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Michio Kaku: Can Nanotechnology Create Utopia?

Dr. Kaku addresses the question of the possibility of utopia, the perfect society that people have tried to create throughout history. These dreams have not been realized because we have scarcity. However, now we have nanotechnology, and with nanotechnology, perhaps, says Dr. Michio Kaku, maybe in 100 years, we'll have something called the replicator, which will create enormous abundance.


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Are We Alone? A New Era in Astronomy is on the Horizon: The NASA James Webb Space Telescope

The Hubble Space Telescope has completely revolutionized our understanding of the universe, and has become a beloved icon of popular culture. As revolutionary as Hubble has been, we have pushed it to its scientific limits in many ways. Hubble’s successor, the James Webb Space Telescope, has been in the works for almost two decades and is scheduled to launch in late 2018. It will be 100 times more powerful than Hubble. In her Perimeter Public Lecture, Dr. Amber Straughn will provide an update on the progress of building the world’s largest-yet space telescope, and will give an overview of the astronomical questions we hope to answer with Webb. These questions get to the heart of what it means to be human: Where did we come from? How did we get here? Are we alone?
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Hidden Structures of the Mandelbrot and Julia Sets

An exploration of the correlations between the Mandelbrot Set and the Julia Sets for z^2 + c. Followed by some flybys of the full Mandelbrot/Julia structures. Finally, an attempt to show the complete 4D Mandelbrot Set.

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Gravitational Waves: A New Era of Astronomy Begins

On September 14th, 2015, a ripple in the fabric of space, created by the violent collision of two distant black holes over a billion years ago, washed across the Earth. As it did, two laser-based detectors, 50 years in the making – one in Louisiana and the other in Washington State – momentarily twitched, confirming a century-old prediction by Albert Einstein and marking the opening of a new era in astronomy. Join some of the very scientists responsible for this most anticipated discovery of our age and see how gravitational waves will be used to explore the universe like never before.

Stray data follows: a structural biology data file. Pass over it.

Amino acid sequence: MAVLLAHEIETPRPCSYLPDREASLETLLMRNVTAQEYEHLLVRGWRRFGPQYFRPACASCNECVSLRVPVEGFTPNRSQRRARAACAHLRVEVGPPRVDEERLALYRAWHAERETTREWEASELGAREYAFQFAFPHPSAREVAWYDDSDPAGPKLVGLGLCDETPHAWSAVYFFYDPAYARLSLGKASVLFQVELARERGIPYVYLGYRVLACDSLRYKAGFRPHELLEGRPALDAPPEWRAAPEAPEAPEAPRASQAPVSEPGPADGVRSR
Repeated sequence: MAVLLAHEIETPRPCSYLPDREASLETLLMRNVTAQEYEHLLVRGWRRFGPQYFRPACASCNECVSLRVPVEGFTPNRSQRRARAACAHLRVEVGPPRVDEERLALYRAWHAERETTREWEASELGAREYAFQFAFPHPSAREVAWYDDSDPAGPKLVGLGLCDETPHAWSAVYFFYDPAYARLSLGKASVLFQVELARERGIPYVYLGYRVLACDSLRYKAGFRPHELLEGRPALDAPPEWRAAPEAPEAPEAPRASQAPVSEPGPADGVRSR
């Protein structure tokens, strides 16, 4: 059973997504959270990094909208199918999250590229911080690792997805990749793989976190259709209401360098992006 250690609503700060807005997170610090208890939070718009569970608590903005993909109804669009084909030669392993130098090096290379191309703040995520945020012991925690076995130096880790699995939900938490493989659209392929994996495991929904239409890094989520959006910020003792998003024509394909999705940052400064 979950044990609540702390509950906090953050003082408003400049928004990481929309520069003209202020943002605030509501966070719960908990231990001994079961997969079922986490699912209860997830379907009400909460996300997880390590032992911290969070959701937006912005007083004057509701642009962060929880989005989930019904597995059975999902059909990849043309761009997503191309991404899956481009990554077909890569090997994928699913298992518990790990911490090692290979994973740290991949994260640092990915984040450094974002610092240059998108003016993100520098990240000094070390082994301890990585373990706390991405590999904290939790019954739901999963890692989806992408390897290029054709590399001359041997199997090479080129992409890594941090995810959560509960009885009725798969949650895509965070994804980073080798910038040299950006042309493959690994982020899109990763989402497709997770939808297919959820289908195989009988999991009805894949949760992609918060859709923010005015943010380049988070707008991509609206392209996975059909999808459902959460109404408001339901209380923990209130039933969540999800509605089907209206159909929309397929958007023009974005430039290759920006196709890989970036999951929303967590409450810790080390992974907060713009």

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Let’s Go and Delve into a Black Hole

The Event Horizon Telescope is an experiment that is being performed on a large and ever-increasing array of radio telescopes that span the Earth, from Hawaii to Chile and from the South Pole to Arizona. In April of this year, the EHT collaboration performed its first set of observations with this full array of telescopes in order to take the first ever picture of a black hole. Come hear about how the unprecedented spatial resolution and methods of this experiment will allow us to get up close and personal with the black hole at the center of our Galaxy, Sagittarius A*, and the black hole at the center of the nearby galaxy M87. The ultimate goal is to test Einstein’s theory of General Relativity by looking for its most bizarre prediction: a shadow that is a direct evidence for the event horizon of a black hole!

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125 Great Science Videos: From Astronomy to Physics, Chemistry, Technology and Mathematics

125 Great Science Videos: From Astronomy to Physics, Chemistry, Technology and Mathematics | Science-Videos | Scoop.it
125 Great Science Videos covering Astronomy & Space Travel; Physics; Biology & Chemistry; Environment, Geology and & Ecology; Psychology & Neuroscience; and Technology & Mathematics.
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About the Symmetries of Things

Symmetry is everywhere, from constraining how builders lay brick to guiding physicists as to the nature of reality.

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Public Video Lecture Series of the Hubble Space Telescope [37 video lectures]

Public Video Lecture Series of the Hubble Space Telescope [37 video lectures] | Science-Videos | Scoop.it